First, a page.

Furthermore, it is advantageous for a camera to be integrated in the emblem of a vehicle manufacturer, whereby the emblem is situated on the trunk lid of the vehicle. The advantage resulting from this is that the emblem hides the edges of the extendable or collapsible holding fixture. In addition, the camera position is relatively high, thereby resulting in excellent monitoring of the vehicle surroundings.
 Furthermore, it is advantageous that the holding fixture of the present invention is simultaneously drawn out at both the front and rear ends of the vehicle, and that a display then occurs as a function of the direction of travel, in order to supply the driver with [the necessary] information. This decidedly increases driving safety, especially when parking in parking spaces.
 Furthermore, it is advantageous that the holding fixture of the present invention is only moved out in response to shifting into reverse, and indeed, in both the forward and reverse directions. The holding fixture is then either retracted in response to shifting into a forward gear, and possibly in response to a predefined speed value being exceeded. This increases the probability that the holding fixture is only drawn out during parking maneuvers, which by far represent the most frequent use of the cameras. Thus, the occurrences of uselessly extending the holding fixture of the present invention are reduced.
 Finally, it is also advantageous that the holding fixture of the present invention is extended while driving backwards, and brought in while driving forwards. Consequently, only the reverse gear is used as a [necessary] condition for monitoring the vehicle surroundings, using at least one camera.
 [Exemplary embodiments of the present invention are shown in the drawing and explained in detail in the following description. The figures show:]
FIG. 1 shows a rear view of a vehicle[;].
FIG. 2 shows the extended holding fixture of the present invention, at the rear end of the vehicle[;].
FIG. 3 shows the view of a vehicle front end[;].
FIG. 4 shows the bird's-eye view of the vehicle, having a holding apparatus of the present invention extending from the vehicle front end[;].
FIG. 5 shows a flow chart of a first method according to the present invention[;].
FIG. 6 shows a flow chart of a second method according to the present invention[; and].
FIG. 7 shows a block diagram of a display device that uses a camera.
 In the case of introducing cameras or video sensors for monitoring the surrounding area of a vehicle, it is crucial how these sensors are positioned. In this context, [it must be taken into consideration that] the optical view into the area to be monitored is free, [that] simple mounting is possible, [that] the costs are low, and [that] the design is optically attractive.
 Only a few advantageous positions on a vehicle are useful for making do with as few cameras or video sensors as possible and, in so doing, still ensuring optimum monitoring of the vehicle surroundings. These positions are situated as centrally as possible, at points high up on the vehicle, e.g. the roof edge, the trunk lid, the rear window, and the hood. Therefore, the present invention provides for the camera or video sensors being installed at optimum monitoring positions, using an extendable holding fixture, without having a negative influence on the vehicle design. In this context, the camera lens is also protected from soiling in normal vehicle operation. Cost-effective integration into the vehicle is rendered possible by the combination with elements present in the vehicle. Therefore, the holding fixture of the present invention is designed to be extendable as a function of driving situations.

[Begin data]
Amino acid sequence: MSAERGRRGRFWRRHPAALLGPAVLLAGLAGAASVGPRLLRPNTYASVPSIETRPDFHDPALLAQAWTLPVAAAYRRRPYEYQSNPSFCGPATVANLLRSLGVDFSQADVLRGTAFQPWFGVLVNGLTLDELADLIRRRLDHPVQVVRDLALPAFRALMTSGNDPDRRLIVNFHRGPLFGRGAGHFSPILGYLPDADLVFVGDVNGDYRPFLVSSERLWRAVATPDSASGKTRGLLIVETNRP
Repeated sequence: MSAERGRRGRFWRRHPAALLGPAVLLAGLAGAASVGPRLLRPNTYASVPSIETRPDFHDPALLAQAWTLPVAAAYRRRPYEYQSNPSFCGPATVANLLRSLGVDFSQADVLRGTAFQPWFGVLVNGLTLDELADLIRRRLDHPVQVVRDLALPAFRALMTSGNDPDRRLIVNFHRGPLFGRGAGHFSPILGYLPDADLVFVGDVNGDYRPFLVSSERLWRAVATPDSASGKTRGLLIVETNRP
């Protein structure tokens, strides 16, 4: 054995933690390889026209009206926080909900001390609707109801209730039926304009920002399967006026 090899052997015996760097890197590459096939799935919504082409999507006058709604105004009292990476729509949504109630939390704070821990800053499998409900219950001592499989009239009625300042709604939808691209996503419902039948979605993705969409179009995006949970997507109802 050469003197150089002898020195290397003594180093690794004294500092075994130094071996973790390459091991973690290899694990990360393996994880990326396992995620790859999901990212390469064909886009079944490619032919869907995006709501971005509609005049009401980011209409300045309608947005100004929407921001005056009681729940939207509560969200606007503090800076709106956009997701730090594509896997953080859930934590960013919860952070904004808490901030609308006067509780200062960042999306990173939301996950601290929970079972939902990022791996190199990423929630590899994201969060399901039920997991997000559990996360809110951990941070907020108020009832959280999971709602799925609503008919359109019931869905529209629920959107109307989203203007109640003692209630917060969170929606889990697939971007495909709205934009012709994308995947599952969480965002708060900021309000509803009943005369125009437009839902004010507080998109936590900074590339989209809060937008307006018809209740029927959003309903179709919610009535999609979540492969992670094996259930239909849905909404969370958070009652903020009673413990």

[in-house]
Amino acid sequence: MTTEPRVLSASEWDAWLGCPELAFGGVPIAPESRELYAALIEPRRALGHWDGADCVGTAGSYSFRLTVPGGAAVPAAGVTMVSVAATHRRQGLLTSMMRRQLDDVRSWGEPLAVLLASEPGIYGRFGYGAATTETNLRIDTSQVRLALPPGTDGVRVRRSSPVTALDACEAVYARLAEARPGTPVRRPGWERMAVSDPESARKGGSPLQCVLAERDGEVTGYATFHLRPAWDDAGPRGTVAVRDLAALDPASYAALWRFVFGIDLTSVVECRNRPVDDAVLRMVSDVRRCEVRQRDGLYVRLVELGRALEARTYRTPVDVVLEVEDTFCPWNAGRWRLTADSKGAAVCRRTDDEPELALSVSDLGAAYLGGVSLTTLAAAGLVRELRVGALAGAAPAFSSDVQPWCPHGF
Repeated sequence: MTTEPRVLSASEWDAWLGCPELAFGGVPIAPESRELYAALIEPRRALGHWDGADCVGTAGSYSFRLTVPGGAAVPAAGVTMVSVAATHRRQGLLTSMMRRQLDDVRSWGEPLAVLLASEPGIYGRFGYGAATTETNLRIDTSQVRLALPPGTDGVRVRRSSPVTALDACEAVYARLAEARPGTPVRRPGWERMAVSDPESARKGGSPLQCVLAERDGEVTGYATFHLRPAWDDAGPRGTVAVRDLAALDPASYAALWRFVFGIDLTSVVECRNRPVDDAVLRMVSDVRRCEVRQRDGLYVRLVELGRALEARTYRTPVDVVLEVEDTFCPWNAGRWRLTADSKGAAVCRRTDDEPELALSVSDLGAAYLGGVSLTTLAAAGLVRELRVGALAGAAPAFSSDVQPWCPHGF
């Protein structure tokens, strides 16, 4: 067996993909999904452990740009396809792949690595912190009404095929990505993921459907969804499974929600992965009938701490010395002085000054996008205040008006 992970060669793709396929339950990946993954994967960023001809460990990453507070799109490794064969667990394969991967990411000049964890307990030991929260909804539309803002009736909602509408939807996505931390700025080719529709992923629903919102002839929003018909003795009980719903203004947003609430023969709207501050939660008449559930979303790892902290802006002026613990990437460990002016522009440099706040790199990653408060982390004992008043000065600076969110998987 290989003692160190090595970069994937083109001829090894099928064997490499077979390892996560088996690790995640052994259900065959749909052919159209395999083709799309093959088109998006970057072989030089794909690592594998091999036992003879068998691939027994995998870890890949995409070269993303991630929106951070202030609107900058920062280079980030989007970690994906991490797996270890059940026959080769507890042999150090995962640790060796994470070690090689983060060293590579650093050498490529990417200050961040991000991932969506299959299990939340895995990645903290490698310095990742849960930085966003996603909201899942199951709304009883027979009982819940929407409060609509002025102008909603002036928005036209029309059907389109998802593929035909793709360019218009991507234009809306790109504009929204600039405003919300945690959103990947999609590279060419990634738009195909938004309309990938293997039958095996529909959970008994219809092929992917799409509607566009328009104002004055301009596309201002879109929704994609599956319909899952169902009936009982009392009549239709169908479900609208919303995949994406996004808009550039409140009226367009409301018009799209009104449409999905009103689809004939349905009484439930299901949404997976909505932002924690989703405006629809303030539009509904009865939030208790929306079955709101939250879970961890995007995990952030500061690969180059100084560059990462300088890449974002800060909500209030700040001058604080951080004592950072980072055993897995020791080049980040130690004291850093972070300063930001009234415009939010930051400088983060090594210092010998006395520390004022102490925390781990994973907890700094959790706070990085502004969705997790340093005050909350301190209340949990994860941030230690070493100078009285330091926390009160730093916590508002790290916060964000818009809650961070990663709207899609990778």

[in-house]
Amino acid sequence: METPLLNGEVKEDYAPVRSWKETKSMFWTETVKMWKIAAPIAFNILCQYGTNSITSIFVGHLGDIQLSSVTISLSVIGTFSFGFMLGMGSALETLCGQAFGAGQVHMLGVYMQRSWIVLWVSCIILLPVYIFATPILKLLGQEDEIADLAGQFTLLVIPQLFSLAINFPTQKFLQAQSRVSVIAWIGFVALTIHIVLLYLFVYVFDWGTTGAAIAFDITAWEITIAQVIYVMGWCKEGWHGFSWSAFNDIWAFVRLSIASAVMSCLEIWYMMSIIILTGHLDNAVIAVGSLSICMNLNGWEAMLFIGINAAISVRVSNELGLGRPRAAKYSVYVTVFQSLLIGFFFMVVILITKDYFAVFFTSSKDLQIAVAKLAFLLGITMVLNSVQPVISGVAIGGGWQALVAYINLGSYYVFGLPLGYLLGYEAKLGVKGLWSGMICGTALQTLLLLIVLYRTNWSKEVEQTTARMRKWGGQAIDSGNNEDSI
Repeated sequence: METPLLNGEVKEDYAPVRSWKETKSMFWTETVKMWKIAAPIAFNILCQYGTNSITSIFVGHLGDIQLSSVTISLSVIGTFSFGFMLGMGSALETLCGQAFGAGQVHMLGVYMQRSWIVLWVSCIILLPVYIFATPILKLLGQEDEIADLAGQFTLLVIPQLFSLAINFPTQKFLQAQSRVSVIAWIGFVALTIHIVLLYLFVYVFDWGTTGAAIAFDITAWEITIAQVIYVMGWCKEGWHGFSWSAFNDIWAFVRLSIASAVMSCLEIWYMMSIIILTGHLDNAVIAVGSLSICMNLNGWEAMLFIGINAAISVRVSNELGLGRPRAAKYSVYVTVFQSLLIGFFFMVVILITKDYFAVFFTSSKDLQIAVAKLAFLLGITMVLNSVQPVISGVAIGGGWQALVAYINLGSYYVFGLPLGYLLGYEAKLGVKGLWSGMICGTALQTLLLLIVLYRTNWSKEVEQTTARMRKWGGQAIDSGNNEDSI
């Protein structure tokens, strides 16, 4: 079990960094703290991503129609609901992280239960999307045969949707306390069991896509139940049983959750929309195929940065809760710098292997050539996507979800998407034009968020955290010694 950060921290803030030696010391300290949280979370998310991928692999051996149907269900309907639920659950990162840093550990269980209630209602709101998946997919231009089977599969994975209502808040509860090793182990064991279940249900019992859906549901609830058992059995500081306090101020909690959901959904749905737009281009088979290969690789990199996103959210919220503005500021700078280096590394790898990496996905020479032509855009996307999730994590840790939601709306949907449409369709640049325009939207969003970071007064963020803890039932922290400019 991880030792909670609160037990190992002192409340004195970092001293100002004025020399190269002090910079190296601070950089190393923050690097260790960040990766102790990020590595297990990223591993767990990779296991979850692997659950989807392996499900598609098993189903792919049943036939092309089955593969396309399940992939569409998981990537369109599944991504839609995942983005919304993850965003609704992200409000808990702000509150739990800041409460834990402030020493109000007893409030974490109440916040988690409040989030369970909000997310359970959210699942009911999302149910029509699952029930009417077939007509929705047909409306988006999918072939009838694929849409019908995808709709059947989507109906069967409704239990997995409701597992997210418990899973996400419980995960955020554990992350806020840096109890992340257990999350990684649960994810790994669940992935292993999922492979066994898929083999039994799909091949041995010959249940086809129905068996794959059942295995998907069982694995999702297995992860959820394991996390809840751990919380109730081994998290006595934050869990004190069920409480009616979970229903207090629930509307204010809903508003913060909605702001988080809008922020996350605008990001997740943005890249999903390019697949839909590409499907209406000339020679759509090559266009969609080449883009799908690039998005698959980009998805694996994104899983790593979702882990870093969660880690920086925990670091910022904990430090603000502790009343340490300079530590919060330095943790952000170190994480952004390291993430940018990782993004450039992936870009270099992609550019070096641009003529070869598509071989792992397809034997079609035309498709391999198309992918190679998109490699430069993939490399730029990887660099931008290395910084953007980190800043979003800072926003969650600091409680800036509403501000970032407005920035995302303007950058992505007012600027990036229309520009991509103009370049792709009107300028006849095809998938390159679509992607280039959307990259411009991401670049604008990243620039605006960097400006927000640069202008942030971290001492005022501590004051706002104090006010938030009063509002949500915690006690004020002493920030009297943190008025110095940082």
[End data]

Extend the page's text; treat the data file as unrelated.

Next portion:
The rear view of a vehicle is represented in FIG. 1, the holding fixture of the present invention being integrated into the vehicle rear end. FIG. 1 represents the view of a rear window 1, along with tail lights 2. A holding fixture of the present invention, which is for mounting a camera, is mounted in support 3, which is provided for accommodating both a trunk handle and license-plate illumination. In this case, holding fixture 4 of the present invention is centrally mounted at the rear end of the vehicle. This allows an optimum field of view for the camera, which is situated on holding fixture 4. In this instance, the camera is advantageously together with the trunk handle, on holding fixture 4. It is alternatively possible for holding fixture 4 to only support the camera.
 Schematically represented in FIG. 2 is a side view of the vehicle, showing extended holding fixture 4 of the present invention at the rear end of the vehicle. In this context, holding fixture 4 is attached to the vehicle in such a manner, that the holding fixture the field of view described by the coverage angle between dashed lines 6. Consequently, bumper 5 of the vehicle and the lower, rearward space behind the vehicle are in the field of view of the camera, as an aid for orientation.
 A front view of the vehicle is represented in FIG. 3, the holding fixture of the present invention being positioned in the vehicle front end. A support 9, which is intended for a washer system, is situated between headlights 7 and 8. And now, support 9 also has the holding fixture for the camera itself. In this context, the extendable holding fixture, which is moved out by electric motors, can be controlled by a processor of the vehicle. The holding fixture can alternatively be folded out.